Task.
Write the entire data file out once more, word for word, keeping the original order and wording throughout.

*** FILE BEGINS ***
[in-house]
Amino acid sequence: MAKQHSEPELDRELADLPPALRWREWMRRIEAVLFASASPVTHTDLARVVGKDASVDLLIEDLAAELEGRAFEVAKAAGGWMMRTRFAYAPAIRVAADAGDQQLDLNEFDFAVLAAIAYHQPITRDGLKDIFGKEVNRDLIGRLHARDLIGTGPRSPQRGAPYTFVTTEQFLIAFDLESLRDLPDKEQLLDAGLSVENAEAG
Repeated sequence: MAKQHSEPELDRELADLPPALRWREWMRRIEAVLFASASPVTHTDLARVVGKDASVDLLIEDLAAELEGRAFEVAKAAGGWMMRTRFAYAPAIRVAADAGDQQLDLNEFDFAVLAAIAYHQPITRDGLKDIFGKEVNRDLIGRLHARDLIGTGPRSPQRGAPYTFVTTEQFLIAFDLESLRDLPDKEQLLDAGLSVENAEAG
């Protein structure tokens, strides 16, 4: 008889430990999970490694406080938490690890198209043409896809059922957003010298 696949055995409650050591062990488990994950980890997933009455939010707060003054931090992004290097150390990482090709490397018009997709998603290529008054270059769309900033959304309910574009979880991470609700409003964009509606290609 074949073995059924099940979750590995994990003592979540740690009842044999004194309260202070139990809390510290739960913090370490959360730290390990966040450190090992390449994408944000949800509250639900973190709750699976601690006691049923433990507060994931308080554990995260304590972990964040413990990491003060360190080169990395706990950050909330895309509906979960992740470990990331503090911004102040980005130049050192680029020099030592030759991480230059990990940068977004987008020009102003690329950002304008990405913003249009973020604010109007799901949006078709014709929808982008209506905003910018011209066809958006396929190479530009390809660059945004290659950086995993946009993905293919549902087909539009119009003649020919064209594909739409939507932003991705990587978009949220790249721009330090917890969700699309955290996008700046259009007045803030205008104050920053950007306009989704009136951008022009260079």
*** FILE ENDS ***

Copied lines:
[in-house]
Amino acid sequence: MAKQHSEPELDRELADLPPALRWREWMRRIEAVLFASASPVTHTDLARVVGKDASVDLLIEDLAAELEGRAFEVAKAAGGWMMRTRFAYAPAIRVAADAGDQQLDLNEFDFAVLAAIAYHQPITRDGLKDIFGKEVNRDLIGRLHARDLIGTGPRSPQRGAPYTFVTTEQFLIAFDLESLRDLPDKEQLLDAGLSVENAEAG
Repeated sequence: MAKQHSEPELDRELADLPPALRWREWMRRIEAVLFASASPVTHTDLARVVGKDASVDLLIEDLAAELEGRAFEVAKAAGGWMMRTRFAYAPAIRVAADAGDQQLDLNEFDFAVLAAIAYHQPITRDGLKDIFGKEVNRDLIGRLHARDLIGTGPRSPQRGAPYTFVTTEQFLIAFDLESLRDLPDKEQLLDAGLSVENAEAG
């Protein structure tokens, strides 16, 4: 008889430990999970490694406080938490690890198209043409896809059922957003010298 696949055995409650050591062990488990994950980890997933009455939010707060003054931090992004290097150390990482090709490397018009997709998603290529008054270059769309900033959304309910574009979880991470609700409003964009509606290609 074949073995059924099940979750590995994990003592979540740690009842044999004194309260202070139990809390510290739960913090370490959360730290390990966040450190090992390449994408944000949800509250639900973190709750699976601690006691049923433990507060994931308080554990995260304590972990964040413990990491003060360190080169990395706990950050909330895309509906979960992740470990990331503090911004102040980005130049050192680029020099030592030759991480230059990990940068977004987008020009102003690329950002304008990405913003249009973020604010109007799901949006078709014709929808982008209506905003910018011209066809958006396929190479530009390809660059945004290659950086995993946009993905293919549902087909539009119009003649020919064209594909739409939507932003991705990587978009949220790249721009330090917890969700699309955290996008700046259009007045803030205008104050920053950007306009989704009136951008022009260079």